“What in da wo’ld-”
“How in da wo’ld is she ‘live?” Aurelia opened her other eye, and blinked until she could see the facial features of her crew staring anxiously down at her.
“What happ’ned?” she asked. She could hear that her voice was slurred, and her body still felt awkward and heavy. Many voices started talking at once, most of them sorrowful and scared.
“They was a awful storm and-”
“We though’ you-”
“Carlyl died, and we haven’ found Marty, but-”
“Milo!” Aurelia tried to sit up, but made it about halfway and had to flop back down onto the sandy shore. “Where is he?” Just as she asked the words, a warm, wet nose nudged her hand gently. She sighed in relief, tears welling up in her eyes as everything that had happened hit her like a boulder.
“Did you sa’ Carlyl-died?” she asked, her voice shaking. Argus, who had been the one who poked her, nodded sadly.
“We’s found her body ‘mashed up ‘gainst them rocks over there,” he growled, pointing to a cluster of rather pointy black rocks by the shore. Aurelia felt an unbearable weight of guilt press onto her chest. That was her fault. Carlyl died because of her.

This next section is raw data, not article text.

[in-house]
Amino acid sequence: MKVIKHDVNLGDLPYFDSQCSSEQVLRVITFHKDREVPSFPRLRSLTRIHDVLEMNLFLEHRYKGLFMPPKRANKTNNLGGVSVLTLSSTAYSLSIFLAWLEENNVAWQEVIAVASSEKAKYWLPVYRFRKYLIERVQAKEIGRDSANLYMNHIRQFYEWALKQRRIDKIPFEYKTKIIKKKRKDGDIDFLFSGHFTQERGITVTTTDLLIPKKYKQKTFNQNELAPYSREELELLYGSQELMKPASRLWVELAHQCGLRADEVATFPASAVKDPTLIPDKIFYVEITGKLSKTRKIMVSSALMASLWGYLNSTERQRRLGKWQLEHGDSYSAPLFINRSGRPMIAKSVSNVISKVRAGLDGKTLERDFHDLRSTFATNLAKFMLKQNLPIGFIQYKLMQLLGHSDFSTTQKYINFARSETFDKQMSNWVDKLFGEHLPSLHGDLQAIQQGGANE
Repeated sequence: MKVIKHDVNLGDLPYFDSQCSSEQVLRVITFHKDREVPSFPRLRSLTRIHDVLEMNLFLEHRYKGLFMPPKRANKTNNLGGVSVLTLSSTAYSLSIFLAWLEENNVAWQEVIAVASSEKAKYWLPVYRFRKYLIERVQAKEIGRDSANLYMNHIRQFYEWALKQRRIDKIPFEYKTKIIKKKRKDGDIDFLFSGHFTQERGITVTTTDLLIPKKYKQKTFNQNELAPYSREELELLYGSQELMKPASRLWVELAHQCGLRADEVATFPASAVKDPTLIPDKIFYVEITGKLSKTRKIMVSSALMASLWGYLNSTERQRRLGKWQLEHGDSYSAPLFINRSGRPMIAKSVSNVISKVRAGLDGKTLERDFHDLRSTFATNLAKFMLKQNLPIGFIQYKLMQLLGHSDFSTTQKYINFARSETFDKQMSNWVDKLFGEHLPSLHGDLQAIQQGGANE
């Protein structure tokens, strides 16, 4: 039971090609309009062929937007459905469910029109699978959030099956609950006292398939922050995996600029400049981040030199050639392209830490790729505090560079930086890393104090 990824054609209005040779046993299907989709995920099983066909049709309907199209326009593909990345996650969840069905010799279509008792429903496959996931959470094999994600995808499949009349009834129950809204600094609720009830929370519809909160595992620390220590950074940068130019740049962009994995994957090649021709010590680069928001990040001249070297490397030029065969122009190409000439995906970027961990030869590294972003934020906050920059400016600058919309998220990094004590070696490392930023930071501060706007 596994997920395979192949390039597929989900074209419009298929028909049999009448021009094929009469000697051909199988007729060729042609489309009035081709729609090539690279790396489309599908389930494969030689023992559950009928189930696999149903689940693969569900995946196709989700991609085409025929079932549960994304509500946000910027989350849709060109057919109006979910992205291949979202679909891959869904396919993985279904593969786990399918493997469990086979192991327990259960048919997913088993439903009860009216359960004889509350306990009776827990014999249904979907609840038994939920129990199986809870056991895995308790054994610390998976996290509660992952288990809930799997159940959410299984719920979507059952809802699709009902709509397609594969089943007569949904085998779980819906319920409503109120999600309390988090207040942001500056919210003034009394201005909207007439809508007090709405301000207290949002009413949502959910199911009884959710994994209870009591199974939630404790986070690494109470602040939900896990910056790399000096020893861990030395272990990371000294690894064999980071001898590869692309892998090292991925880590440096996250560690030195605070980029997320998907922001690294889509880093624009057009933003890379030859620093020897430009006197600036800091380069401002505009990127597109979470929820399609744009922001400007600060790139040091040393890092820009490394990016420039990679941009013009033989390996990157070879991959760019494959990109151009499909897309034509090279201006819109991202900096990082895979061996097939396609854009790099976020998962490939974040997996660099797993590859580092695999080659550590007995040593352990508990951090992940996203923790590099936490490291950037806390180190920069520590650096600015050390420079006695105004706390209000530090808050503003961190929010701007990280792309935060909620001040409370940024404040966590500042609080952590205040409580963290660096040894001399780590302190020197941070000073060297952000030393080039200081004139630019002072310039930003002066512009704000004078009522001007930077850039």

“We’s stuck here fo’ now,” Argus rumbled, waving at the trees by the water. “We’s gotta wait ‘til some’un comes ‘n picks us up,” he moaned. “Tha’ cou’d be weeks!” Aurelia smiled a very strained smile.
“No poin’ in wallowin’ ‘bout it,” she chided him. “We’s gonna built a sett’ment. Called...Carlyl,” she said thoughtfully. A disapproving and disbelieving murmur passed through the gathered crowd. She raised an eyebrow. “‘Less you wanna be a skel’ton waitin’ all pretty-like for a hero,” she growled, closing her eyes in rest.
“But that’d be imposs’ble wit’ no supplies,” a woman named Trisha pointed out. Aurelia laughed, then gasped at the pain of it.
“What’re we surround’d by?” she asked after a moment.
“Um...trees?” Trisha asked dully.
“‘Xactly. And wut do trees make?” she asked as though she was speaking to a kindergartener.
“Oh...” Trisha’s voice took on a hint of dawning. “Wood,” she answered thoughtfully.
“Yup. We’ll make this island our home,” she said, as if it was the easiest thing in the world to build a town out of nothing. “Besides,” she added, opening her eyes and peering at the faces of her crew mysteriously. “Nothi’n is ‘mpossible with God!”